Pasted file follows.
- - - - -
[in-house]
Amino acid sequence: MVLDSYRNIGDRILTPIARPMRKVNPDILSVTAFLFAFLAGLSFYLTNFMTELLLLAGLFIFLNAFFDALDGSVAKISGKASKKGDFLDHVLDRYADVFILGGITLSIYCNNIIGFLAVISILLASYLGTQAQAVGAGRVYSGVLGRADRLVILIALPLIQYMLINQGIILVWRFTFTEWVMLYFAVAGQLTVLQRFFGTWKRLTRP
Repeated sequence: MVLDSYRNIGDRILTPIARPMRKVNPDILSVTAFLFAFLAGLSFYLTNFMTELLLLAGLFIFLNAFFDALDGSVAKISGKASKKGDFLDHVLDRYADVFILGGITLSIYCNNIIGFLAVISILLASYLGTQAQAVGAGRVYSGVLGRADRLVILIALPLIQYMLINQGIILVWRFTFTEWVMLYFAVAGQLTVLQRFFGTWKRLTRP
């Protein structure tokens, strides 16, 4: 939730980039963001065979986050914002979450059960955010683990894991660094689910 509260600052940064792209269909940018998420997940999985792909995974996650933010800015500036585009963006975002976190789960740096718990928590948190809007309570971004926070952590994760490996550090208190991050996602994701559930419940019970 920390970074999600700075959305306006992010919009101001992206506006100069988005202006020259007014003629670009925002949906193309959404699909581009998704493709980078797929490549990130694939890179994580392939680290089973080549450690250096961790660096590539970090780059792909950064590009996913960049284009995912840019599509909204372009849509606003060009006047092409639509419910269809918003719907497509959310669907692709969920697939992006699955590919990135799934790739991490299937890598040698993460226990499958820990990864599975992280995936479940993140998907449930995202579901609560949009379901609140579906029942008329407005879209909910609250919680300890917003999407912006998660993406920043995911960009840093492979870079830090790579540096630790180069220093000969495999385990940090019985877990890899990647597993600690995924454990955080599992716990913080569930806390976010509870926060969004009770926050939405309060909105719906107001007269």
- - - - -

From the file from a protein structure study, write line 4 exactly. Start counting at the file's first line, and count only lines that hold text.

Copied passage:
């Protein structure tokens, strides 16, 4: 939730980039963001065979986050914002979450059960955010683990894991660094689910 509260600052940064792209269909940018998420997940999985792909995974996650933010800015500036585009963006975002976190789960740096718990928590948190809007309570971004926070952590994760490996550090208190991050996602994701559930419940019970 920390970074999600700075959305306006992010919009101001992206506006100069988005202006020259007014003629670009925002949906193309959404699909581009998704493709980078797929490549990130694939890179994580392939680290089973080549450690250096961790660096590539970090780059792909950064590009996913960049284009995912840019599509909204372009849509606003060009006047092409639509419910269809918003719907497509959310669907692709969920697939992006699955590919990135799934790739991490299937890598040698993460226990499958820990990864599975992280995936479940993140998907449930995202579901609560949009379901609140579906029942008329407005879209909910609250919680300890917003999407912006998660993406920043995911960009840093492979870079830090790579540096630790180069220093000969495999385990940090019985877990890899990647597993600690995924454990955080599992716990913080569930806390976010509870926060969004009770926050939405309060909105719906107001007269």